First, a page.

Guidelines for comet discovery reporting
Needs to be updated!Draft Guidelines for Comet Discoveries
General discovery procedures
If you think you have found a comet, first wait and see if it moves – most suspect objects don’t! A single observation of a fuzzy object with no evidence of movement is not sufficient to claim a possible comet. Beware of clusters of faint stars, which can often appear diffuse under low magnification, and ghost images of bright objects. You must check that no previously discovered cometary object matches your potential discovery (check the CBAT web page). You must also check that there is no deep sky object in the position of your object (use for example Megastar, Guide or the Digital Sky Survey). Once you are reasonably certain that you have found something new, contact the Assistant Director or the Director. For visual discoveries an accurate sketch is essential and independent confirmation is a help. For any discovery you must provide the dates, times and positions of the object. Failure to provide this information means that you will not be credited with the discovery, though you may be credited with a pre-discovery observation. You should also include the rough magnitude, coma diameter, DC and details of any tail. NB: In the majority of cases it is up to the discoverer to provide sufficient confirming information. If you only suspect motion and bad weather prevents further observation report the available information as soon as possible.
If you are not worried about gaining credit for your possible discovery, just supply what information you have. This will be logged for future reference, but follow up will be made only in exceptional circumstances. Reports of objects found on single frames of film exposed some time in the past will not be followed up.
If you discover that an already known comet is much brighter than expected, first check that there is no deep sky object near the position and that the comet is not exactly on top of a bright star. If it is then clear that the comet is in outburst report the fact without delay to the Assistant Director (Observations) or the Director.
An object that is clearly a comet (for example a diffuse object showing clear motion or a tail) should be reported to the Assistant Director or the Director without delay. You should make a sketch of the field showing the object and its motion. This can be submitted after any telephone or email reports. Less obviously cometary objects will require observation on a second night to confirm the motion and its direction.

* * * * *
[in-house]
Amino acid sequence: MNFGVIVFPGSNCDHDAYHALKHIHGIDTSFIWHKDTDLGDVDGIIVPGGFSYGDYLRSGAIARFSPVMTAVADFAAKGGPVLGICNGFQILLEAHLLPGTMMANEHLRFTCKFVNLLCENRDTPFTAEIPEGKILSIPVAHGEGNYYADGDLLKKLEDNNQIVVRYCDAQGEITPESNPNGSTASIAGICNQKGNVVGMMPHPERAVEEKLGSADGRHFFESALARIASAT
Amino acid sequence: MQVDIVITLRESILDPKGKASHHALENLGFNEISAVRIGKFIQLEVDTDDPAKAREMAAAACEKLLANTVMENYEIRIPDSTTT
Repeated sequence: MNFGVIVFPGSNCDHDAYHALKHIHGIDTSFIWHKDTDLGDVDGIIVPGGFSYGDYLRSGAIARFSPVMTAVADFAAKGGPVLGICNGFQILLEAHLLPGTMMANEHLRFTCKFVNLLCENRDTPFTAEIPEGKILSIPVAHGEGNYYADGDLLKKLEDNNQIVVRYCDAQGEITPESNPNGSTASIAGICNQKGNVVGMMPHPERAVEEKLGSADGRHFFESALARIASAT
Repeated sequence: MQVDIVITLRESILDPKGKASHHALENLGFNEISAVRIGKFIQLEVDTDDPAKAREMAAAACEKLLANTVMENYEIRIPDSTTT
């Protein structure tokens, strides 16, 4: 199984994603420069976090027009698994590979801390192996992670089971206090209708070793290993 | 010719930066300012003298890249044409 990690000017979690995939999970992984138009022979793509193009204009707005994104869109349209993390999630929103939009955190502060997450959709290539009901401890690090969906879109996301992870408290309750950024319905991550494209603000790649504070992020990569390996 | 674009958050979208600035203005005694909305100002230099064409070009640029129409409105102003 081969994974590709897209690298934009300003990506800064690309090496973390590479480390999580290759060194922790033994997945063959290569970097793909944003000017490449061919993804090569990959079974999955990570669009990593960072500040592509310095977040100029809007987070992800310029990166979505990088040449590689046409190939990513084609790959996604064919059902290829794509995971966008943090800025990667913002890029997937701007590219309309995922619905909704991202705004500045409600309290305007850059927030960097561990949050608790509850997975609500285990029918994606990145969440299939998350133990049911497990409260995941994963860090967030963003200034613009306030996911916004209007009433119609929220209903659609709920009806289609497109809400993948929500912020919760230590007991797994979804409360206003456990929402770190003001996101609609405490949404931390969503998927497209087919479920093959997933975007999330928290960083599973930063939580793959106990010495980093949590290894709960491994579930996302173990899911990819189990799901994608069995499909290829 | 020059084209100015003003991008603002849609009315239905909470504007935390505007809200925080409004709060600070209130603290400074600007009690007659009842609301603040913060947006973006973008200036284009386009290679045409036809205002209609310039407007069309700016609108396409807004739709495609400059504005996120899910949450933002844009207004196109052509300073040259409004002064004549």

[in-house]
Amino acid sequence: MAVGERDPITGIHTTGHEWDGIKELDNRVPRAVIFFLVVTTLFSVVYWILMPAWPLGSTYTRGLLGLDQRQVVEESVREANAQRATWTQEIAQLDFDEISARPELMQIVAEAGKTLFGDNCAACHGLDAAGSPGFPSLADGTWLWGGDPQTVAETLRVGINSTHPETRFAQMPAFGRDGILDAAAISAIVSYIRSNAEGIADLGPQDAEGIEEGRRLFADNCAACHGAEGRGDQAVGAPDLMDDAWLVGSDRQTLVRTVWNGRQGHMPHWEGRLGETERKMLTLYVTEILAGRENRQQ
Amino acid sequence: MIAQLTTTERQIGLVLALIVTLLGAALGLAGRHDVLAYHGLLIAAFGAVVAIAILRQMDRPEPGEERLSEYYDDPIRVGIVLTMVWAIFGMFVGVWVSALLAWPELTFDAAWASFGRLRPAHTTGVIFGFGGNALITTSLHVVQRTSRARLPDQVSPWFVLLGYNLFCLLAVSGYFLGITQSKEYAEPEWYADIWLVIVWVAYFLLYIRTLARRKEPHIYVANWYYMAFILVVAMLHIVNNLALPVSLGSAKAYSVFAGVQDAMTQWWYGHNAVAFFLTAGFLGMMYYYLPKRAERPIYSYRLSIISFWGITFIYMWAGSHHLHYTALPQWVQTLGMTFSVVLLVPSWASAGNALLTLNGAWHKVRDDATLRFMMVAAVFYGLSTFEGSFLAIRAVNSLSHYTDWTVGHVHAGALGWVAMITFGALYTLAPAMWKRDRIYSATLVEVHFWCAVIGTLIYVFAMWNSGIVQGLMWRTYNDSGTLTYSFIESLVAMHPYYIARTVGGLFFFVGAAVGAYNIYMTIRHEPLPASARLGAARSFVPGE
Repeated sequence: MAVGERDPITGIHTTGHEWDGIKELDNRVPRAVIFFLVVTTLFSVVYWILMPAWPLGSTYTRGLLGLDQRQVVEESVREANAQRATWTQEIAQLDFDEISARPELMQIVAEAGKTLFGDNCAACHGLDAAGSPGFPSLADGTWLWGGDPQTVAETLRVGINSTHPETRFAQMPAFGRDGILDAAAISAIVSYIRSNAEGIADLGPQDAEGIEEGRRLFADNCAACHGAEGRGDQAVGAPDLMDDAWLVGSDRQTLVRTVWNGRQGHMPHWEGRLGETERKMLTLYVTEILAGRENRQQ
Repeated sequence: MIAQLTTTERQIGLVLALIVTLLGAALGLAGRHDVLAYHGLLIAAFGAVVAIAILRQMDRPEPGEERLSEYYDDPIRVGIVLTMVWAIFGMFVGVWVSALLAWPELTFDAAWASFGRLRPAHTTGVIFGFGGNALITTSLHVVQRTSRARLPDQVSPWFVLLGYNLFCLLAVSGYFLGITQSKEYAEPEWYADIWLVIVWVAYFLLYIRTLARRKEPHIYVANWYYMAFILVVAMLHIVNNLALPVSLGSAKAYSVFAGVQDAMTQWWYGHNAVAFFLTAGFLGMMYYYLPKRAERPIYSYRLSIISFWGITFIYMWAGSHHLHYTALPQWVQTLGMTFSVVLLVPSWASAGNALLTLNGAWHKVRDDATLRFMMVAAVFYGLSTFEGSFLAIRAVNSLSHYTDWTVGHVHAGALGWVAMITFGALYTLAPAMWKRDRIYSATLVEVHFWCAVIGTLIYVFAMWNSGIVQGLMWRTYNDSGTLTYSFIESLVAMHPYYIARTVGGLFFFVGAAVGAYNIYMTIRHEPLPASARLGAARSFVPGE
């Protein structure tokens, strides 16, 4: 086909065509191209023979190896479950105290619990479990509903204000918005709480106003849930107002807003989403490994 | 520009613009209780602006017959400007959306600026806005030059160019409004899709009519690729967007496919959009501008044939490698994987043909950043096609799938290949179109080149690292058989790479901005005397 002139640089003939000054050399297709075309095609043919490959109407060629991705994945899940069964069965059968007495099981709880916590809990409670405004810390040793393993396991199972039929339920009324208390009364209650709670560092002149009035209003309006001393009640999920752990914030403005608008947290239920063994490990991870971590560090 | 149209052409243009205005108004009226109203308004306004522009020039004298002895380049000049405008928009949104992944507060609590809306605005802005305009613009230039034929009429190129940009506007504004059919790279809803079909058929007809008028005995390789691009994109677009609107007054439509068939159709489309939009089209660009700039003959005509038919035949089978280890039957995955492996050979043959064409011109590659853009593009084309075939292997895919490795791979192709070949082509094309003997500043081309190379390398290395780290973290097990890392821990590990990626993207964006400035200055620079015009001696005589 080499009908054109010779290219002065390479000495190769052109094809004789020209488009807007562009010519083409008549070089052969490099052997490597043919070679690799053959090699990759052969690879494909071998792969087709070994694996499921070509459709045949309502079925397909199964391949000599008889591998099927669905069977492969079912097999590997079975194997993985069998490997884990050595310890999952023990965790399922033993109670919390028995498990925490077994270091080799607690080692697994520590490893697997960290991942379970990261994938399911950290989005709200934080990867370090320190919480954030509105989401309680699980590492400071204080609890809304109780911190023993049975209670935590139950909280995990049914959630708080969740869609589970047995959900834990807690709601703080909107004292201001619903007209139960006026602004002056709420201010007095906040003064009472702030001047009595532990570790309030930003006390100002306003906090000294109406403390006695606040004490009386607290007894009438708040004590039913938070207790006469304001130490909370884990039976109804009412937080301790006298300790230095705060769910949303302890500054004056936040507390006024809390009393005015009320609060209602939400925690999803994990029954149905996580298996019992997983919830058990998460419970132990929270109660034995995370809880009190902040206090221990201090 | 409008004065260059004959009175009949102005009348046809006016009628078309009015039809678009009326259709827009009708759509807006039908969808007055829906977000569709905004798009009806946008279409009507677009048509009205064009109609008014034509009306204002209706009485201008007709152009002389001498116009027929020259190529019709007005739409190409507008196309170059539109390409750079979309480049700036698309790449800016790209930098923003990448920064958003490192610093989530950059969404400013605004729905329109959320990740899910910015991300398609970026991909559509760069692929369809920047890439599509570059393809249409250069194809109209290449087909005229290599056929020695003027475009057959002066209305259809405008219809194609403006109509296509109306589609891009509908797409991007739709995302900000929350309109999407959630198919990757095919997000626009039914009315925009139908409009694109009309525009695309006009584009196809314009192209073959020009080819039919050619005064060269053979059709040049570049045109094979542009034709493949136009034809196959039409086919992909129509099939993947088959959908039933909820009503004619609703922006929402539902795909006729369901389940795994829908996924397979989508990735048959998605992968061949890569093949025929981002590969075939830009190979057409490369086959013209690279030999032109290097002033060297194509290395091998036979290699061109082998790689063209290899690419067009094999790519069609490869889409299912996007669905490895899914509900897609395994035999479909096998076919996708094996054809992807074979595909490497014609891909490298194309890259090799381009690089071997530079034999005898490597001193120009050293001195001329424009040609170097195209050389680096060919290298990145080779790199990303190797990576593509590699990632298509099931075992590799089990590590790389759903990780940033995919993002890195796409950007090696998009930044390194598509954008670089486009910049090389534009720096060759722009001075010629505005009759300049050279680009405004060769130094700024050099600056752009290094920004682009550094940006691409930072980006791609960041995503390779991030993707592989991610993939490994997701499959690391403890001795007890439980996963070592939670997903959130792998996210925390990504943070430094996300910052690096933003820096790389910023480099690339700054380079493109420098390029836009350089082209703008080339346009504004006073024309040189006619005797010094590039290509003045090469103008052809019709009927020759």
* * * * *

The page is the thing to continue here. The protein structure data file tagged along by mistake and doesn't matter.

A single image is not sufficient to claim a discovery as various photographic flaws, stray light or ghost images of bright stars can cause comet like images. Bright stars in the field of a camera lens can create fuzzy comet-like objects, usually in the opposite quadrant and perhaps 5 – 6 magnitudes fainter. They will therefore appear on more than one exposure and can on occasion show motion, for example when photographed using an altazimuth platform. You must provide at least two images that are sufficiently separated in time to show clear motion.
A single image is not sufficient to claim a discovery as various CCD flaws, stray light, ghost images of bright stars and very red stars can cause comet like images. Bright stars in the field of a camera lens can create fuzzy comet- like objects, usually in the opposite quadrant and perhaps 5 – 6 magnitudes fainter. They will therefore appear on more than one exposure and can on occasion show motion, for example when imaged using an altazimuth platform. You must provide at least two images that are sufficiently separated in time to show clear motion and include these with your email report. If possible reduce the images to provide precise astrometric positions.
Cosmic rays and charged particles near the Earth can make satellite data very noisy. At least four frames are therefore required to obtain a confirmed detection of a comet. In exceptional circumstances two or three frames may be sufficient, for example a clear tail with consistent motion. You should check that the motion is consistent by plotting your measured X and Y positions against time and this should show a smooth track. For most objects motion is usually obvious and you should then email the leader of the group that operates that particular instrument with details of the positions and a rough estimate of the magnitude of the object, and contact the Director and Assistant Director. For potential discoveries on SOHO LASCO images first view the discovery guidelines, then if you are certain that you have found a comet email Karl.Battams at nrl.navy.mil. For possible objects found in SWAN imagery you should contact a suitable amateur observer to try and obtain ground-based confirmation, and inform a member of the SWAN team.
Observers who do not follow the above guidelines risk being blacklisted. If you report more than two possible discoveries in a twelve month period, which turn out to be false and where you clearly have not followed the guidelines you will be blacklisted. In these circumstances you risk loosing the credit for any discovery that you may report.
You can also refer to the CBAT guidelines on comet discovery procedures.
Updated 2009 August 10
Published by Jonathan Shanklin